Taking a Quick Peek at the Writing Behind Fresh Off the Boat

Looking at the pilot of the show, “Fresh Off the Boat” the characters are introduced to an entirely new environment, Orlando, Florida, and must all adapt to the suburban lifestyle all while attempting to blend in with a largely white community. Furthermore, Eddie has to try to fit the expectations set for him despite considering himself the “Black Sheep” of the family. The opening scene opens with Eddie trying on expensive clothes and his mom promptly denying him said clothes. This is when we are introduced to our narrator, the real life Eddie Huang, as he explains his frustration at his mother’s lack of understanding of department stores. Within the first minute of the show, the narrator’s lines already establish one of the key conflicts that recurs throughout the show: Eddie’s understanding and acceptance of American culture vs. his family’s vexation and resistance towards it.

(Eddie tries on some posh clothes that don’t quite fit into his mother’s price range for shopping.)

The next key scene immediately follows as Eddie flashes back to his road trip as he moved from Washington DC to Orlando, Florida. In this scene, the narrator quickly, but blatantly describes the characters in the family and his relationship towards them. He establishes that his father bought into the American dream, that his mother was hard on him, and that both were worried about him, after which, he quickly dismisses the other members of his family. This dismissive words of the narrator helps to reveal Eddie’s sense of separation from his family and his feelings of being an outsider. As the episode progresses, the narration becomes less frequent and the character’s dialogue begins to take more significance in the episode. A key distinction to notice in the episode is the dialogue of the white characters being illogical yet patronizing whereas the dialogue of the Huang family being straightforward and personal. During most scenes with white characters interacting with Eddie the characters will struggle to speak to him due to the fact that they expect him to speak little or no English. Whether it be tourists in DC who slowly as for directions to the “W H I T E   H O U S E” or teachers who do not know how to pronounce his name, Eddie establishes the general lack of understanding towards Taiwanese culture in specific, and Asian cultures in general.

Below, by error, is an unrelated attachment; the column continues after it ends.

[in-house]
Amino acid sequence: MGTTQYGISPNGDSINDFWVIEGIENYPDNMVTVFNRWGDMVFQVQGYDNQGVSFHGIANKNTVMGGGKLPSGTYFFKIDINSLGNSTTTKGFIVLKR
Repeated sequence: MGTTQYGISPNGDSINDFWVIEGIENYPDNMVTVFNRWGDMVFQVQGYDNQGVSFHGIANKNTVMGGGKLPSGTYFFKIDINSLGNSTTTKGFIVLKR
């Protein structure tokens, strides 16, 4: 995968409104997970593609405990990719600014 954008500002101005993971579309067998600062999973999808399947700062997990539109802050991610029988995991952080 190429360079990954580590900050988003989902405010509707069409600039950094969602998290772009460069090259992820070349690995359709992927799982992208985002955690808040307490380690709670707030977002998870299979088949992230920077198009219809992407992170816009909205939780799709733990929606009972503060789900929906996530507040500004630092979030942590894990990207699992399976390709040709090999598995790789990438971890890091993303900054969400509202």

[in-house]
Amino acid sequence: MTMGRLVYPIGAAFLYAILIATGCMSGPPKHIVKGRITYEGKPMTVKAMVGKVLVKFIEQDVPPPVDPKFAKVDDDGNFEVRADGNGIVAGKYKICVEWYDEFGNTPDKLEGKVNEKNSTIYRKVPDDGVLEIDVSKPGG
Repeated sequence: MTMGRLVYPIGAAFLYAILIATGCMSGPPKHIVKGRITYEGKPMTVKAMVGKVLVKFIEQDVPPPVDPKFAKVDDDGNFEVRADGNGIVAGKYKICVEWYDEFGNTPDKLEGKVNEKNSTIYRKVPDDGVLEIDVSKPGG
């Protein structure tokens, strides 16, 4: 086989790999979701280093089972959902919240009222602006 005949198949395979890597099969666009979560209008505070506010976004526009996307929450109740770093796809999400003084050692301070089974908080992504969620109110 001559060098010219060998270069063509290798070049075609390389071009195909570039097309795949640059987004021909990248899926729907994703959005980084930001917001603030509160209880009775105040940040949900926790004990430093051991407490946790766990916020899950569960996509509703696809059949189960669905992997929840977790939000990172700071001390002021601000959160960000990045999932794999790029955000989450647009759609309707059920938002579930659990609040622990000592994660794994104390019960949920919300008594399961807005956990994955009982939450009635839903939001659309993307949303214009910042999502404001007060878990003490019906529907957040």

The episode wraps up with an epic showdown as Eddie’s parents duke it out with the principal of his middle school. After discovering that Eddie started a fight because a student called him a “chink” Louis Huang berates the principal following with Jessica accusing the principal of ignoring the bullying problem in his school. This scene ultimately reveals Eddie’s parents true feelings towards their son and their understanding of how difficult it is to fit into the whitewashed town of Orlando.